Wanting to be prepared for the whole year and a half, they made sure to be well-stocked with quarters and detergent to use at laundromats, glass jars, and two laptops. By the time they got to Fairbanks, they were ready to ditch all those things, and by the end of the trip, Hays figures they were traveling with half the weight. 

From Anchorage, they flew to Seattle to avoid COVID restrictions through Canada. Before they knew it, they’d settled into a routine of riding through the day and searching for campsites on apps or through word of mouth as they meandered down the Pacific Coast of the United States. They avoided major mechanical issues and connected with strangers, who showed them astonishing hospitality. 

In Santa Barbara, Calif. as they ate sandwiches on the side of the road a man asked them where they were going. They told him they were headed down the Baja California Peninsula. Without a second thought, the man offered to let them stay at his vacation home there. A few months later, they texted him to let them know they’d arrived, and he told them where the keys were.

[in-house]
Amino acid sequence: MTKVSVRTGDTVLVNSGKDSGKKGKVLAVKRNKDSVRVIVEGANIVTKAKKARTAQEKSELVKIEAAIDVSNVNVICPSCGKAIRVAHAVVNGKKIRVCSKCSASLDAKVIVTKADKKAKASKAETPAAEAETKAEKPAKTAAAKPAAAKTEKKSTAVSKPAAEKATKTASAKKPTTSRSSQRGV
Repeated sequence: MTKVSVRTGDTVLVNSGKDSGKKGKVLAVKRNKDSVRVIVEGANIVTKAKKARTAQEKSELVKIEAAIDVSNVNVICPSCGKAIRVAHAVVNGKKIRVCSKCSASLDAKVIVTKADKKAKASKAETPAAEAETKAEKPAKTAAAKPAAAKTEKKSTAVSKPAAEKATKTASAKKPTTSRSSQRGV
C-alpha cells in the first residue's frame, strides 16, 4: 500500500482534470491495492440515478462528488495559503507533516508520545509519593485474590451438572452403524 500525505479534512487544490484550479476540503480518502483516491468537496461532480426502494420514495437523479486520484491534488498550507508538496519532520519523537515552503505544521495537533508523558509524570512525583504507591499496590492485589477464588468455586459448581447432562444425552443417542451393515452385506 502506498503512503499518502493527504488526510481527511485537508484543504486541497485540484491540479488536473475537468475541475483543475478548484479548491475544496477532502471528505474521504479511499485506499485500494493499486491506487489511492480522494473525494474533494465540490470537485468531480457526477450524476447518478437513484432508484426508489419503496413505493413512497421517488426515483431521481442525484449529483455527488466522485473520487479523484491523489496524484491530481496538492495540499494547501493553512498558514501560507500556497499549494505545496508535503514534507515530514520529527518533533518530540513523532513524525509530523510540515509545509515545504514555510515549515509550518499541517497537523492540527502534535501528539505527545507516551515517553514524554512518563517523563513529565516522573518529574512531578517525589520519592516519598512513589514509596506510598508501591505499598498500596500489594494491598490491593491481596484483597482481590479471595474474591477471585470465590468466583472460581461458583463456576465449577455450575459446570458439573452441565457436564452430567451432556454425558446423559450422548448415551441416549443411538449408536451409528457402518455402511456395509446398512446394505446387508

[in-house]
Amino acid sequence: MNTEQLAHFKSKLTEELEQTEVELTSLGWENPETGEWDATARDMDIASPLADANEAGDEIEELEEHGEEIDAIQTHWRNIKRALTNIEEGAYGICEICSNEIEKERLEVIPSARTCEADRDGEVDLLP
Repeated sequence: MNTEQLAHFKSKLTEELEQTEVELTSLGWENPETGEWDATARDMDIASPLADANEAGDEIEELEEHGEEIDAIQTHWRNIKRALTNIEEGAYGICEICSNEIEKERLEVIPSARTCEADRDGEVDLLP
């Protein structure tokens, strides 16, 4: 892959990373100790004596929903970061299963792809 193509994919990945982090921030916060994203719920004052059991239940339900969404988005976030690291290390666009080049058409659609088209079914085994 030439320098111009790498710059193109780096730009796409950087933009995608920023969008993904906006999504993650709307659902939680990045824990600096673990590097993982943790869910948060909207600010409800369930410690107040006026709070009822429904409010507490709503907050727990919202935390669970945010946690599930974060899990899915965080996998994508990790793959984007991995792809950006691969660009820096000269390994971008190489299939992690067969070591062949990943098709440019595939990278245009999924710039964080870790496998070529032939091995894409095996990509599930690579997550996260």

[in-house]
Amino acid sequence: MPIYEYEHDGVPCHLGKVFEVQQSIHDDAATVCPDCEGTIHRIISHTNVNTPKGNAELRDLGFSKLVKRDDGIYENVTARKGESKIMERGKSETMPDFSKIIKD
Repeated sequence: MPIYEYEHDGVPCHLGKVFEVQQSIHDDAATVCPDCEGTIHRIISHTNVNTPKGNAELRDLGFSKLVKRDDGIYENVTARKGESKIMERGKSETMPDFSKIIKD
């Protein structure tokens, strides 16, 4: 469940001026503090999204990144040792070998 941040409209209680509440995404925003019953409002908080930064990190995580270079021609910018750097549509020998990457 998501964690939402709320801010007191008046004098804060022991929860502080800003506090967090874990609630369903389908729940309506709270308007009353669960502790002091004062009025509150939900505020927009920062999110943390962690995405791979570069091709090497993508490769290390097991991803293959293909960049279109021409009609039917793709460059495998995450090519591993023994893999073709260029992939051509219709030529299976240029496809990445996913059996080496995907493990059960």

“That kind of thing happened every once in a while,” said Hays. 

In Baja, they camped in deserts of towering Seussian succulents called Boojum trees and met up with other cyclists. They ended up in La Paz on the tip of the peninsula for about a month, staying with a host from Warm Showers who let them set up tents in a garage-like area with up to a dozen other bikers. 

Murph spent weeks at the marina in La Paz, Mexico, waiting for a sailboat to take them across the Sea of Cortez. (Photo courtesy of Mori Hays)